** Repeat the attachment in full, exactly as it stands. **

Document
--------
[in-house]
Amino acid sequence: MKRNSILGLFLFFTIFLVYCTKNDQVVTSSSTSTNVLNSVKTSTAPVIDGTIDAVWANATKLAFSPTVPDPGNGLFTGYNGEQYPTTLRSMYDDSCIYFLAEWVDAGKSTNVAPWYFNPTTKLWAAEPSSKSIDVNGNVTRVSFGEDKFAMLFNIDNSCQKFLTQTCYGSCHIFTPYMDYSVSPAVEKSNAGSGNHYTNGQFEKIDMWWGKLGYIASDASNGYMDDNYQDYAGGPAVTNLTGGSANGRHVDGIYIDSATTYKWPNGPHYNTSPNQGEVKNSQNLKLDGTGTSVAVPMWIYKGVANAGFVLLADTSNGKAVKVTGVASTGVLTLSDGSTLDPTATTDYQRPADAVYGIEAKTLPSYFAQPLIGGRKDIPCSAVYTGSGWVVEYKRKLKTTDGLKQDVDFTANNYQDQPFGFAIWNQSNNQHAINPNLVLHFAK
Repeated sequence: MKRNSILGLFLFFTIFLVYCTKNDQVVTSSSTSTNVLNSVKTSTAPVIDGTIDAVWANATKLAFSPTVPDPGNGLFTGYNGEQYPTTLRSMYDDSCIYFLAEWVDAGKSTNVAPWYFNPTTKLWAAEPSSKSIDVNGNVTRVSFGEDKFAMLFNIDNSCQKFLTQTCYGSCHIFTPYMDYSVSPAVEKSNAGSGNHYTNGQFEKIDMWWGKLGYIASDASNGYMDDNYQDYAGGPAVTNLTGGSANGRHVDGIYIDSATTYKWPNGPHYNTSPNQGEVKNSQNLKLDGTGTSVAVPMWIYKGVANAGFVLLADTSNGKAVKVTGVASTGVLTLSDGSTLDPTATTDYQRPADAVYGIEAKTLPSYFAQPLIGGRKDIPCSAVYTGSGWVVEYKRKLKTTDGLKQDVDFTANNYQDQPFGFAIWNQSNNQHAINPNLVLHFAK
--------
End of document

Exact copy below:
[in-house]
Amino acid sequence: MKRNSILGLFLFFTIFLVYCTKNDQVVTSSSTSTNVLNSVKTSTAPVIDGTIDAVWANATKLAFSPTVPDPGNGLFTGYNGEQYPTTLRSMYDDSCIYFLAEWVDAGKSTNVAPWYFNPTTKLWAAEPSSKSIDVNGNVTRVSFGEDKFAMLFNIDNSCQKFLTQTCYGSCHIFTPYMDYSVSPAVEKSNAGSGNHYTNGQFEKIDMWWGKLGYIASDASNGYMDDNYQDYAGGPAVTNLTGGSANGRHVDGIYIDSATTYKWPNGPHYNTSPNQGEVKNSQNLKLDGTGTSVAVPMWIYKGVANAGFVLLADTSNGKAVKVTGVASTGVLTLSDGSTLDPTATTDYQRPADAVYGIEAKTLPSYFAQPLIGGRKDIPCSAVYTGSGWVVEYKRKLKTTDGLKQDVDFTANNYQDQPFGFAIWNQSNNQHAINPNLVLHFAK
Repeated sequence: MKRNSILGLFLFFTIFLVYCTKNDQVVTSSSTSTNVLNSVKTSTAPVIDGTIDAVWANATKLAFSPTVPDPGNGLFTGYNGEQYPTTLRSMYDDSCIYFLAEWVDAGKSTNVAPWYFNPTTKLWAAEPSSKSIDVNGNVTRVSFGEDKFAMLFNIDNSCQKFLTQTCYGSCHIFTPYMDYSVSPAVEKSNAGSGNHYTNGQFEKIDMWWGKLGYIASDASNGYMDDNYQDYAGGPAVTNLTGGSANGRHVDGIYIDSATTYKWPNGPHYNTSPNQGEVKNSQNLKLDGTGTSVAVPMWIYKGVANAGFVLLADTSNGKAVKVTGVASTGVLTLSDGSTLDPTATTDYQRPADAVYGIEAKTLPSYFAQPLIGGRKDIPCSAVYTGSGWVVEYKRKLKTTDGLKQDVDFTANNYQDQPFGFAIWNQSNNQHAINPNLVLHFAK